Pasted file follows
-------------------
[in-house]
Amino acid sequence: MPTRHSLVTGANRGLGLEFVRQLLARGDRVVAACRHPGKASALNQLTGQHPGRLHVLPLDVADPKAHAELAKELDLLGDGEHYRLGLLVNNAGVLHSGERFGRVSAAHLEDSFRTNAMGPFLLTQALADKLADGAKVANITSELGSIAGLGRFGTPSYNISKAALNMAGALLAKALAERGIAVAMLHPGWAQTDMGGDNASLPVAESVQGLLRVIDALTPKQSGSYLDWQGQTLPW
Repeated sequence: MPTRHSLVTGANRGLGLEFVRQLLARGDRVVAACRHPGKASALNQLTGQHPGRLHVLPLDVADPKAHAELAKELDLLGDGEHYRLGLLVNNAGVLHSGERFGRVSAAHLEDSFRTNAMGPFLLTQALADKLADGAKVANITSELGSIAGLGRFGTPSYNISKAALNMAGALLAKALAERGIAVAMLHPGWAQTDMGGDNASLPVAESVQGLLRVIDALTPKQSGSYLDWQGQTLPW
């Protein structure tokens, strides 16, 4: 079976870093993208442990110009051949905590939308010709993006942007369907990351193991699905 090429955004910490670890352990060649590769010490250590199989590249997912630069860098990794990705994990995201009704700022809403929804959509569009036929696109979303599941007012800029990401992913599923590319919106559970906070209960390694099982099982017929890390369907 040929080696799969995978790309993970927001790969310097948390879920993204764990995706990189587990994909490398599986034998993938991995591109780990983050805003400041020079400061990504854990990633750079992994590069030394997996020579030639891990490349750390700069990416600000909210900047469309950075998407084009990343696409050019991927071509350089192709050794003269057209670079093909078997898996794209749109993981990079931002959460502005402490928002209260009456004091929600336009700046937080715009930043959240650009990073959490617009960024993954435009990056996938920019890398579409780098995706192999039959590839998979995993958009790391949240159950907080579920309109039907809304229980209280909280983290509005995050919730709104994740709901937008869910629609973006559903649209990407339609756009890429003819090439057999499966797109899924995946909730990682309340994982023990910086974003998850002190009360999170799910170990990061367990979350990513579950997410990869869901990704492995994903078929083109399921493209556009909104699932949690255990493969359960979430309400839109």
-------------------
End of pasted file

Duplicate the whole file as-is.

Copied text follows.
[in-house]
Amino acid sequence: MPTRHSLVTGANRGLGLEFVRQLLARGDRVVAACRHPGKASALNQLTGQHPGRLHVLPLDVADPKAHAELAKELDLLGDGEHYRLGLLVNNAGVLHSGERFGRVSAAHLEDSFRTNAMGPFLLTQALADKLADGAKVANITSELGSIAGLGRFGTPSYNISKAALNMAGALLAKALAERGIAVAMLHPGWAQTDMGGDNASLPVAESVQGLLRVIDALTPKQSGSYLDWQGQTLPW
Repeated sequence: MPTRHSLVTGANRGLGLEFVRQLLARGDRVVAACRHPGKASALNQLTGQHPGRLHVLPLDVADPKAHAELAKELDLLGDGEHYRLGLLVNNAGVLHSGERFGRVSAAHLEDSFRTNAMGPFLLTQALADKLADGAKVANITSELGSIAGLGRFGTPSYNISKAALNMAGALLAKALAERGIAVAMLHPGWAQTDMGGDNASLPVAESVQGLLRVIDALTPKQSGSYLDWQGQTLPW
């Protein structure tokens, strides 16, 4: 079976870093993208442990110009051949905590939308010709993006942007369907990351193991699905 090429955004910490670890352990060649590769010490250590199989590249997912630069860098990794990705994990995201009704700022809403929804959509569009036929696109979303599941007012800029990401992913599923590319919106559970906070209960390694099982099982017929890390369907 040929080696799969995978790309993970927001790969310097948390879920993204764990995706990189587990994909490398599986034998993938991995591109780990983050805003400041020079400061990504854990990633750079992994590069030394997996020579030639891990490349750390700069990416600000909210900047469309950075998407084009990343696409050019991927071509350089192709050794003269057209670079093909078997898996794209749109993981990079931002959460502005402490928002209260009456004091929600336009700046937080715009930043959240650009990073959490617009960024993954435009990056996938920019890398579409780098995706192999039959590839998979995993958009790391949240159950907080579920309109039907809304229980209280909280983290509005995050919730709104994740709901937008869910629609973006559903649209990407339609756009890429003819090439057999499966797109899924995946909730990682309340994982023990910086974003998850002190009360999170799910170990990061367990979350990513579950997410990869869901990704492995994903078929083109399921493209556009909104699932949690255990493969359960979430309400839109």